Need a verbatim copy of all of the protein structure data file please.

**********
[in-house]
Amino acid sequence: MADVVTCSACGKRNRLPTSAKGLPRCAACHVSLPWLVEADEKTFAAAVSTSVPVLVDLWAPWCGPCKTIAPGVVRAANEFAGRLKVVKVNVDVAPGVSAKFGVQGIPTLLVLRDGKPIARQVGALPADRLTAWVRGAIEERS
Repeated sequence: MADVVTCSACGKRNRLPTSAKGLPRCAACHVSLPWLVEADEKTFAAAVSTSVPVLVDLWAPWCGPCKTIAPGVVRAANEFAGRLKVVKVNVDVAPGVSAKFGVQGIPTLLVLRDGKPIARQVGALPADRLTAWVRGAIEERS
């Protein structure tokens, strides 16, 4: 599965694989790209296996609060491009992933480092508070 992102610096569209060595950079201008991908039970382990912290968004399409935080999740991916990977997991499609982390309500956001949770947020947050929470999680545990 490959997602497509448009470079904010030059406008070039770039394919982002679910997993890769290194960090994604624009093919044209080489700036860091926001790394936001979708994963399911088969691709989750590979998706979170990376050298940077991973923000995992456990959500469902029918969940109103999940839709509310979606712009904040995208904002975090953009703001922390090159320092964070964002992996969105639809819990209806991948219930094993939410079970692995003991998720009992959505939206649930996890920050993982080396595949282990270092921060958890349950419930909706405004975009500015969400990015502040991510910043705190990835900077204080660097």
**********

[in-house]
Amino acid sequence: MADVVTCSACGKRNRLPTSAKGLPRCAACHVSLPWLVEADEKTFAAAVSTSVPVLVDLWAPWCGPCKTIAPGVVRAANEFAGRLKVVKVNVDVAPGVSAKFGVQGIPTLLVLRDGKPIARQVGALPADRLTAWVRGAIEERS
Repeated sequence: MADVVTCSACGKRNRLPTSAKGLPRCAACHVSLPWLVEADEKTFAAAVSTSVPVLVDLWAPWCGPCKTIAPGVVRAANEFAGRLKVVKVNVDVAPGVSAKFGVQGIPTLLVLRDGKPIARQVGALPADRLTAWVRGAIEERS
């Protein structure tokens, strides 16, 4: 599965694989790209296996609060491009992933480092508070 992102610096569209060595950079201008991908039970382990912290968004399409935080999740991916990977997991499609982390309500956001949770947020947050929470999680545990 490959997602497509448009470079904010030059406008070039770039394919982002679910997993890769290194960090994604624009093919044209080489700036860091926001790394936001979708994963399911088969691709989750590979998706979170990376050298940077991973923000995992456990959500469902029918969940109103999940839709509310979606712009904040995208904002975090953009703001922390090159320092964070964002992996969105639809819990209806991948219930094993939410079970692995003991998720009992959505939206649930996890920050993982080396595949282990270092921060958890349950419930909706405004975009500015969400990015502040991510910043705190990835900077204080660097």